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VISIT CAPRI

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Capri

Panoramic view of the island Capri

In the ever-changing and vast panorama of the minor islands of Italy, Capri holds a position of absolute privilege. If on of the one hand every island has well defined characteristics and special particularities which help to give a tourist image, on the other hand the very mention of Capri – evokes an inextricable mixture of sensations which exalt the dimensions of a Mediterranean island par excellence. Capri is essentially a fairy tale, a dream lost in the extraordinary azure of an incredible sea, in the boundless panoramas which embrace other precious tesserae of that wonderful mosaic which is the Neapolitan and Salerno coast, between Capo Miseno and Amalfi. Everything which can be perceived by the sense finds its greatest elevation on this island; from the light, sublime complement and refined facets of colour which allow one to read, as in an open book, the endless wonders of the place; from the perfume of the flowers which constitute another jewel of the island and the vegetation which is a mixture of Mediterranean aspects and more precisely tropical ones: from the strong salt-laden breezes of a sea which is the very life of the island; from the disturbing voice of silence, broken only by the piercing cry of the seagulls and the breaking of the waves on the steep and precipitous rocks; from the possibility of touching with one’s own hands the ancient traces of an illustrious and fascinating history, together with numerous remains of a past which represents the most authentic cultural metrix of the place; from the rough, yet sublime taste of the refined cuisine of Capri, to the rich taste of its noble wines produced on rough but generous land.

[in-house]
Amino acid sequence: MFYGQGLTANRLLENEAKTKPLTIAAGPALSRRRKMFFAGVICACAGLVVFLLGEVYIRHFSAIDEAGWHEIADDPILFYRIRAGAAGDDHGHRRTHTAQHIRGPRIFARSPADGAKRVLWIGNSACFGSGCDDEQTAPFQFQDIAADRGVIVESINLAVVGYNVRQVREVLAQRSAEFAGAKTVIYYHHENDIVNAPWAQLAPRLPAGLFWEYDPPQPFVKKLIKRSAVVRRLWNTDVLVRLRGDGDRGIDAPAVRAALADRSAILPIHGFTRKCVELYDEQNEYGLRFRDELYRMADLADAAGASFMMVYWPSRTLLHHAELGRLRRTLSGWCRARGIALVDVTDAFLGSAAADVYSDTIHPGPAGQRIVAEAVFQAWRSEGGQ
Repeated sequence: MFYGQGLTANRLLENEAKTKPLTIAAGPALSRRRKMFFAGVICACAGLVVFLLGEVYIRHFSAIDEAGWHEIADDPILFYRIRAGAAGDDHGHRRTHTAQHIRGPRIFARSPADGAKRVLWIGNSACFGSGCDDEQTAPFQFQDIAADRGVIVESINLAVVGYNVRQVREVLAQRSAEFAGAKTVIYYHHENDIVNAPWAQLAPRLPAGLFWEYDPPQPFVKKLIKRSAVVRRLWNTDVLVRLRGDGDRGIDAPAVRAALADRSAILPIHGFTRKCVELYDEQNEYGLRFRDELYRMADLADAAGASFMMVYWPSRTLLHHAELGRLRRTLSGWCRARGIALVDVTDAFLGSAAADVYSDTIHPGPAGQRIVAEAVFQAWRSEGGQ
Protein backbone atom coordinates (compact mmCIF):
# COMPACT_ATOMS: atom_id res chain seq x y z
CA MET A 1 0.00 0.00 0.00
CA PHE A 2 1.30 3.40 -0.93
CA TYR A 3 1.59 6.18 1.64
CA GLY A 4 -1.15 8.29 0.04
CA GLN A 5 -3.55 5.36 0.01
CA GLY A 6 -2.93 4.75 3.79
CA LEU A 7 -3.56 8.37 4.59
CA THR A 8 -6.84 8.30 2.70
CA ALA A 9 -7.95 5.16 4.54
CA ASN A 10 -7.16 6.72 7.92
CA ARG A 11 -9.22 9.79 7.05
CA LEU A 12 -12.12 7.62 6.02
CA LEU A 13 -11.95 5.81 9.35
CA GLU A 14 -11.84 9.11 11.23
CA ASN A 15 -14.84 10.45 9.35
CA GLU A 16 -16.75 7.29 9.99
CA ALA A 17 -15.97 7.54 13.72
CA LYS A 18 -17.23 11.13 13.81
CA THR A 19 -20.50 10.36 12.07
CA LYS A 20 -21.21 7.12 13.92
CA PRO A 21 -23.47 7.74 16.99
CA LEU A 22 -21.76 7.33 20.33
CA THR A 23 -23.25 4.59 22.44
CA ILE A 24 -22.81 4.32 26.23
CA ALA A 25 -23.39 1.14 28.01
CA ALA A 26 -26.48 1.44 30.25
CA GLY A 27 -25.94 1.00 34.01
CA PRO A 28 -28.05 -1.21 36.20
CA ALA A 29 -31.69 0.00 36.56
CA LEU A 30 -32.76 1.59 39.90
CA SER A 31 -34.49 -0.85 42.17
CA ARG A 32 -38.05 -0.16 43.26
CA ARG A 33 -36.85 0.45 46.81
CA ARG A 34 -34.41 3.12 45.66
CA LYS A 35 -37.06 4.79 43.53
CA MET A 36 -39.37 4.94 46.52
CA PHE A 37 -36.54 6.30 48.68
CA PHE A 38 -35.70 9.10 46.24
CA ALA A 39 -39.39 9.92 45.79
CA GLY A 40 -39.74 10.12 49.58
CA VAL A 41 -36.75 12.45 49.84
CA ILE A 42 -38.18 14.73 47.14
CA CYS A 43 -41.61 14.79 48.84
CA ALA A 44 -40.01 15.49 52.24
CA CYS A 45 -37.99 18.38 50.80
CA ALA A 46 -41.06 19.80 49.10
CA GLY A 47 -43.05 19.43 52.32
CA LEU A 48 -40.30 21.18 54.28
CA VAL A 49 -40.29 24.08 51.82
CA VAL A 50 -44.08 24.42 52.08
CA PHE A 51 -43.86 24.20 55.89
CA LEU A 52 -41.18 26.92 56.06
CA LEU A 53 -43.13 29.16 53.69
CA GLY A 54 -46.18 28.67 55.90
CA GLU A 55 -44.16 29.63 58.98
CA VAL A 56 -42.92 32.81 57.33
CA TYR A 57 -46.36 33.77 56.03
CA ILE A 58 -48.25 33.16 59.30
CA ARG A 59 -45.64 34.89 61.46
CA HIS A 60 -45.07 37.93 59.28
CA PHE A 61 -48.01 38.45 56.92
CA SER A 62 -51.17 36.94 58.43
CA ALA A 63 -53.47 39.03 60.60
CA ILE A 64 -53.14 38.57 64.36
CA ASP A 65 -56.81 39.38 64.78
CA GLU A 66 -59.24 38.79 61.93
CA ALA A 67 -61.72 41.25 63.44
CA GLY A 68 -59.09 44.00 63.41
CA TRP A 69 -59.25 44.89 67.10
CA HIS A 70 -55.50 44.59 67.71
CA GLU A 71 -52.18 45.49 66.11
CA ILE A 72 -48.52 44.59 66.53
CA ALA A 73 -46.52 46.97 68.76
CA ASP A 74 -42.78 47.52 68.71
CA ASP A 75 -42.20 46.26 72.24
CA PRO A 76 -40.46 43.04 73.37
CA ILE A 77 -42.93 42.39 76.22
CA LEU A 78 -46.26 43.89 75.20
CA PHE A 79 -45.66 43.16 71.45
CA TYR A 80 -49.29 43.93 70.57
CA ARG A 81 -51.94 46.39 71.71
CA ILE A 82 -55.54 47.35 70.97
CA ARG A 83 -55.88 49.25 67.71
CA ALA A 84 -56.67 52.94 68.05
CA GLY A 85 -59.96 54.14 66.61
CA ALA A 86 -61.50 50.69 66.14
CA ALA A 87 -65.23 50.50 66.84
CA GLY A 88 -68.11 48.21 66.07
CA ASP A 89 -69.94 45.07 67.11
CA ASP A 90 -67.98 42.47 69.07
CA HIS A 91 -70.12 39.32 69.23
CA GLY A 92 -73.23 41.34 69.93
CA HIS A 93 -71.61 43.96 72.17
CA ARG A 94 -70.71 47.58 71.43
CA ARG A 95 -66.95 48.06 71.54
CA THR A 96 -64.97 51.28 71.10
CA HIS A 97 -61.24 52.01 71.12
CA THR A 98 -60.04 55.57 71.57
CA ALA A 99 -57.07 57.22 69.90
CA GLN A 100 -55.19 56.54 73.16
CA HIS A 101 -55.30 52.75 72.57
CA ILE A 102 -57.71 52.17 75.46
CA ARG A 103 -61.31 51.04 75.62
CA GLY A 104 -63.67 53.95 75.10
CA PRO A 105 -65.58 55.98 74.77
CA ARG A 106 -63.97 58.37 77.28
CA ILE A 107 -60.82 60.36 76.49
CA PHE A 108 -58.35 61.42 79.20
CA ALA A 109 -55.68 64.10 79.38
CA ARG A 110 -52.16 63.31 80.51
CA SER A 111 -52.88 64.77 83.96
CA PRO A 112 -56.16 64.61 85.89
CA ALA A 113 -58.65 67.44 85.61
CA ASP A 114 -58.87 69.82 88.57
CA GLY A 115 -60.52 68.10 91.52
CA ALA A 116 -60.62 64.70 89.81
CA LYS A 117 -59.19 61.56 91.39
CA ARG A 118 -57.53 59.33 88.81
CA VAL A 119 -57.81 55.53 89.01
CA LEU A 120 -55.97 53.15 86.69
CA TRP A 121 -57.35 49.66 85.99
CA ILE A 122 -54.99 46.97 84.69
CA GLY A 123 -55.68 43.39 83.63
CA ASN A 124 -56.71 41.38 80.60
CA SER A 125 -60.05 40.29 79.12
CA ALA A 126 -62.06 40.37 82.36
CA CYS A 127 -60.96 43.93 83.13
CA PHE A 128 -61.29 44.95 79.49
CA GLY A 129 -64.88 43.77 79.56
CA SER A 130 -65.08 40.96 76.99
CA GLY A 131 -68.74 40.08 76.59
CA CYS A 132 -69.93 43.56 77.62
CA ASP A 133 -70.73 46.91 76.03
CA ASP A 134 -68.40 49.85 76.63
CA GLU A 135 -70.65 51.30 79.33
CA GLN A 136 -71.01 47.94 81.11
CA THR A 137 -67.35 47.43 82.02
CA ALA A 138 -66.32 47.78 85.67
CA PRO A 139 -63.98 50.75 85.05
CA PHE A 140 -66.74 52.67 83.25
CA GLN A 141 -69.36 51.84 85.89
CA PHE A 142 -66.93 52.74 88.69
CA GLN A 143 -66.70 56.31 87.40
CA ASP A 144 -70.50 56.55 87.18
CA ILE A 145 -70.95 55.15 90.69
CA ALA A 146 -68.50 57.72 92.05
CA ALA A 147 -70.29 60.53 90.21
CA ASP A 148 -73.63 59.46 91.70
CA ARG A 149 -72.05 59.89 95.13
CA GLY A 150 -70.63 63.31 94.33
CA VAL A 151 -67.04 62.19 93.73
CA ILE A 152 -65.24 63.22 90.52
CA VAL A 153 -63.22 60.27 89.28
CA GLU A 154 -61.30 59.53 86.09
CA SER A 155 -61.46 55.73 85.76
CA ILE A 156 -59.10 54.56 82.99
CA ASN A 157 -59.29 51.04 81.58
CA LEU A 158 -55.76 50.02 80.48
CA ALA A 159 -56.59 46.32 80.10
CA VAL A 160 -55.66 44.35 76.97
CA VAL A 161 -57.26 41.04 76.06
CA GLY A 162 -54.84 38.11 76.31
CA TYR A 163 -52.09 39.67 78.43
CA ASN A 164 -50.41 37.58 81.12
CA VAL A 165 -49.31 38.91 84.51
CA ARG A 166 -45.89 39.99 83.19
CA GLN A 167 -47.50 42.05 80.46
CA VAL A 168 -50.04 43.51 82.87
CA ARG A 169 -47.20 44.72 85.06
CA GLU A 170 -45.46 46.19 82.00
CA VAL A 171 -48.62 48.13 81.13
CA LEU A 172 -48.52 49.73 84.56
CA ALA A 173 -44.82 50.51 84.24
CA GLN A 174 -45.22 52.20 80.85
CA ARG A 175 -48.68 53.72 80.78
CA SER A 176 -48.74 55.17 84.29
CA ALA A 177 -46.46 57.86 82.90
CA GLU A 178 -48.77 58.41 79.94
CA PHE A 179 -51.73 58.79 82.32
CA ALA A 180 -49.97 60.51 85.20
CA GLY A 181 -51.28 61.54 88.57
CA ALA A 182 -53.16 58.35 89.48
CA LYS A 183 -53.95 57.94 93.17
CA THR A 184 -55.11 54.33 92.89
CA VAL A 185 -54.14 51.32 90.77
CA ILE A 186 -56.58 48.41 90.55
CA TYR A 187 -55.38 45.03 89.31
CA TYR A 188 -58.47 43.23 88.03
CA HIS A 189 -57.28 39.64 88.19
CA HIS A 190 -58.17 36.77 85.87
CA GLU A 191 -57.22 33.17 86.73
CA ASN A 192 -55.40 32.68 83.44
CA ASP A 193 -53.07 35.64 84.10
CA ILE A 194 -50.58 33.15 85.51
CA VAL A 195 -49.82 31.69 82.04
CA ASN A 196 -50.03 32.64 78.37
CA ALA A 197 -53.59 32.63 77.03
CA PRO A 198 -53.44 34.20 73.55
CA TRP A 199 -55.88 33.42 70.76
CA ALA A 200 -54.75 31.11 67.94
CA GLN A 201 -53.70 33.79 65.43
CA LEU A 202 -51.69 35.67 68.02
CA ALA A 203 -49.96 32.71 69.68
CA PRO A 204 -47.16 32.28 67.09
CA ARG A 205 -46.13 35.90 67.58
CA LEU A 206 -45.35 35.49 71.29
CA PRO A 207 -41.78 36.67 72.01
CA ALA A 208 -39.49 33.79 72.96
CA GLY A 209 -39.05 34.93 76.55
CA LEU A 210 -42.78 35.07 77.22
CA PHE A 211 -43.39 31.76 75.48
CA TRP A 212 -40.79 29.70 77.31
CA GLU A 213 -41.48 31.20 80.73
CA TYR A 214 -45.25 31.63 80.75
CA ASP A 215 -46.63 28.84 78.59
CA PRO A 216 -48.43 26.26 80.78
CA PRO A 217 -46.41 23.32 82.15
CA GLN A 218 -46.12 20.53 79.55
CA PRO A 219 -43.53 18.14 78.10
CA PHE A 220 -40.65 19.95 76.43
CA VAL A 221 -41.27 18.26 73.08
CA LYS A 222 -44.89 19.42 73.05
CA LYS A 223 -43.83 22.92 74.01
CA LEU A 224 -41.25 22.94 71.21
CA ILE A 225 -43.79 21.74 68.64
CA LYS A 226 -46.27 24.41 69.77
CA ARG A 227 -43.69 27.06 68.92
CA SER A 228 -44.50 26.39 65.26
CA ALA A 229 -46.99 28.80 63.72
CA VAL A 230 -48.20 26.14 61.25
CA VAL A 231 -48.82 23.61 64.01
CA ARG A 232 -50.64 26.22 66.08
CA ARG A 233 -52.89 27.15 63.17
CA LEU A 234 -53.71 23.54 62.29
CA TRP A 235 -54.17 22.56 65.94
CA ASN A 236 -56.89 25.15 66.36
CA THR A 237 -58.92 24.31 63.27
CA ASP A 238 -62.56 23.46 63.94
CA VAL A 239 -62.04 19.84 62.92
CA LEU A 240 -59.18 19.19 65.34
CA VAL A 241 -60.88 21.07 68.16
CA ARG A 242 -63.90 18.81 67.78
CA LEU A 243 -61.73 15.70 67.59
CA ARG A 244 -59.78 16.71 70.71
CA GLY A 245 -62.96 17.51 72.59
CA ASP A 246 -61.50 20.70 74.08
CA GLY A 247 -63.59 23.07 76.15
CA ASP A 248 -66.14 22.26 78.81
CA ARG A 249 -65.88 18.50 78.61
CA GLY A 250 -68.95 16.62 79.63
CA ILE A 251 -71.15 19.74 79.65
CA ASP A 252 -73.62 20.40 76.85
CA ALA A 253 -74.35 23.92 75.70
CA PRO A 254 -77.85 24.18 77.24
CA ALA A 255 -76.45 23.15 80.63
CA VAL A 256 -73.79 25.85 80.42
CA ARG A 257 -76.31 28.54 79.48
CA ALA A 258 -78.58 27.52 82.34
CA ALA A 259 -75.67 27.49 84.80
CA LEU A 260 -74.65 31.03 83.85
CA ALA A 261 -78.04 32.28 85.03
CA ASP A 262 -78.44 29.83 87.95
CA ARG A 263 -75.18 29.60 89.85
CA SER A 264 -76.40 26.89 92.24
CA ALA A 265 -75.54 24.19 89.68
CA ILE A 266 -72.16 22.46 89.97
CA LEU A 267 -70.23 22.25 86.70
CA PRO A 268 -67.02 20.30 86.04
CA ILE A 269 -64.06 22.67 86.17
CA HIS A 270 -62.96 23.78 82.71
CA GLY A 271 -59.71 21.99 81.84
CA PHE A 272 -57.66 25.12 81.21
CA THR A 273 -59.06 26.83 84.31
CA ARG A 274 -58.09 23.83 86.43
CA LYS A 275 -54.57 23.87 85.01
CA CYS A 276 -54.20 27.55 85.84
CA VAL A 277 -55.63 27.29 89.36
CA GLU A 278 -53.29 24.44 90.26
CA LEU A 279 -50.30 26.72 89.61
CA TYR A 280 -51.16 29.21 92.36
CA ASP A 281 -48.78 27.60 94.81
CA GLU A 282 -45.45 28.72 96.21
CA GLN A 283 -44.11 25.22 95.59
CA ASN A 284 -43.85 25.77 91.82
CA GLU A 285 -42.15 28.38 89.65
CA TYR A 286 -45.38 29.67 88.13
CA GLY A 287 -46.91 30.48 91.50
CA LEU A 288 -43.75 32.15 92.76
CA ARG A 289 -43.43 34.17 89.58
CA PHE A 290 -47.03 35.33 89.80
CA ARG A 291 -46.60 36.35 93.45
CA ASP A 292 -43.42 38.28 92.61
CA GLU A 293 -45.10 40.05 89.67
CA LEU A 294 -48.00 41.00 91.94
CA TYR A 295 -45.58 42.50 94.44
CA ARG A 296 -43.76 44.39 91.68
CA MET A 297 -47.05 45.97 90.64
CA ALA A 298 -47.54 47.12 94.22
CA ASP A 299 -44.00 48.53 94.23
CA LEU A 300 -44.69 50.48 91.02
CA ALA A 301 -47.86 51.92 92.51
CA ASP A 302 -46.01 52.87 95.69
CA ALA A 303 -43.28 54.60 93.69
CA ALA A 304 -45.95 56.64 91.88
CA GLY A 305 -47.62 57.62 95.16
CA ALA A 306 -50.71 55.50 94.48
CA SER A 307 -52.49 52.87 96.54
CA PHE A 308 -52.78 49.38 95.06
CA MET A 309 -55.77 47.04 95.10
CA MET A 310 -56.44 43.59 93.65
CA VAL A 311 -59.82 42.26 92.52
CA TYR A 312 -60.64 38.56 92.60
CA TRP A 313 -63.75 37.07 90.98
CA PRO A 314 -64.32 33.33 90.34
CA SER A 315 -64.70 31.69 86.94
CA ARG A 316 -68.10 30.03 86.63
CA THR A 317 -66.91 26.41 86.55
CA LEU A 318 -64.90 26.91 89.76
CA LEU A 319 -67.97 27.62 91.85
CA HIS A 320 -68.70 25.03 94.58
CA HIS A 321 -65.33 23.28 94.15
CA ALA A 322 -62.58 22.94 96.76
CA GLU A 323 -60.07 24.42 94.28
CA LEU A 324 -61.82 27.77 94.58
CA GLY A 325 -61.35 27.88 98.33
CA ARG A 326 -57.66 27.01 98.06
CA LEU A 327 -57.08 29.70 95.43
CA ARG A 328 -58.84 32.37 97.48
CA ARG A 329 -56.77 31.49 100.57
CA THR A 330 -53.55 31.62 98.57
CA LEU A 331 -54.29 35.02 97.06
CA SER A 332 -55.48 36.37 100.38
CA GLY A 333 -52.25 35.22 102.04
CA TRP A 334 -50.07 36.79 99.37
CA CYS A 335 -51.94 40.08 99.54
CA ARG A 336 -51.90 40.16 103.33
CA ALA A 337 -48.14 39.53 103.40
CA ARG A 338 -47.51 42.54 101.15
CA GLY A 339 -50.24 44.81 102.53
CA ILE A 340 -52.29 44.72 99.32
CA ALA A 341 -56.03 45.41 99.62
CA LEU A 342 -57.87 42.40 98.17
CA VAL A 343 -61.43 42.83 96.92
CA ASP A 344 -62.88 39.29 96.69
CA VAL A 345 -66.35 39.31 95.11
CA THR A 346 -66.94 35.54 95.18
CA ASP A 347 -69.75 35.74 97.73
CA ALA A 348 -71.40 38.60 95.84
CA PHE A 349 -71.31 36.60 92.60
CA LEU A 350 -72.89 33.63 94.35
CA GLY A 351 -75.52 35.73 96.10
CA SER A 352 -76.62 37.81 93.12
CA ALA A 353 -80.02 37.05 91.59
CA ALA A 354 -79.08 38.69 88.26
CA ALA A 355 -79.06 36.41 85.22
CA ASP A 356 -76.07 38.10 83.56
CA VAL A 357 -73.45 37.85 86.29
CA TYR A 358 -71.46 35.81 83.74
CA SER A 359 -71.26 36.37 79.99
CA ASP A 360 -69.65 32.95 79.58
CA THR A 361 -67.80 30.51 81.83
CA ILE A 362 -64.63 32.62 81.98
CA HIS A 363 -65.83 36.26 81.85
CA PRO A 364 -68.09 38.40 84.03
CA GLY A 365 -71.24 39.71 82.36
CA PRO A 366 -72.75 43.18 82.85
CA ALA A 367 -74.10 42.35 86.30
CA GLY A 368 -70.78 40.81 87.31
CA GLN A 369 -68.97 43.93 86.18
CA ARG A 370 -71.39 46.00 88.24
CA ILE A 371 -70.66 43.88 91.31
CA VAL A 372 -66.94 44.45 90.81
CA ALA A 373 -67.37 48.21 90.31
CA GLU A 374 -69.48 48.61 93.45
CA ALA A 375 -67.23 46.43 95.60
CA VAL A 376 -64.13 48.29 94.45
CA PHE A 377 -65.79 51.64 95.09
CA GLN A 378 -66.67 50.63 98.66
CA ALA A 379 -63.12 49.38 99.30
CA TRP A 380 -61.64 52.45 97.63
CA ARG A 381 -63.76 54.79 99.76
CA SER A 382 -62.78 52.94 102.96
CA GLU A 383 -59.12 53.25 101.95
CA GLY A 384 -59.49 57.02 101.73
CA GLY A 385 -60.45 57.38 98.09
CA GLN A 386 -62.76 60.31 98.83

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Anacapri

Panoramic view of Marina Grande from the Villa S. Michele in Anacapri

Splendidly set out along the gentle slopes which descend from the steep sides of Mount Solaro, the second most important centre on Capri is set out like on oil stain on the vast thickly-cultivated plateau, in a context of shimmering Mediterranean beauty. It was an elevated settlement during the Greek presence on the island and was a favourite haunt of the patricial Roma families who built numerous villas here; loved and frequented by Tiberius who spent many long periods at the imperial villa of Damecuta, it was also chosen by the illustrious Swedish humanist and medic Axel Munthe as a home. Munthe, in his The History of St. Michael has wonderfully captivated and handed down to the following generations, the image of this oneeric and fairytale-like enchanted island. Even today, in spite of transformations undergone due to the big number of tourists, Anacapri has managed to retain its characteristics as a typically elevated centre on a Mediterranean island. The white houses, with their decidedly Caprese architectural lines, are set out in their bright splendour (given to them by the whitewashed fronts, by the airy and luminous terraces, by the often curvilinear volutes of the roofs of the buildings). All around, a lush vegetation betrayed by the gardens, by the orchards and by the bowers can be seen, whilst the neighbouring districts are marked by the presence of myrtle, juniper, lentisk, broom and by various other species, alternating with the maritime pine and the Aleppo pine. Anacapri is an ideal holiday village and a renowned health resort which enjoys the benefits of an extraordinary mild and healthy climate. As a starting point for interesting naturalistic excursions and also history trips, it is clustered around the beautiful Parish Church of St. Sophia. This was built during Medieval times and s brightened up by the central cupola, by the small minor cupolas and by the majestic Clocktower. The elegant Baroque façade in two orders is vertically divided by pilaster strips.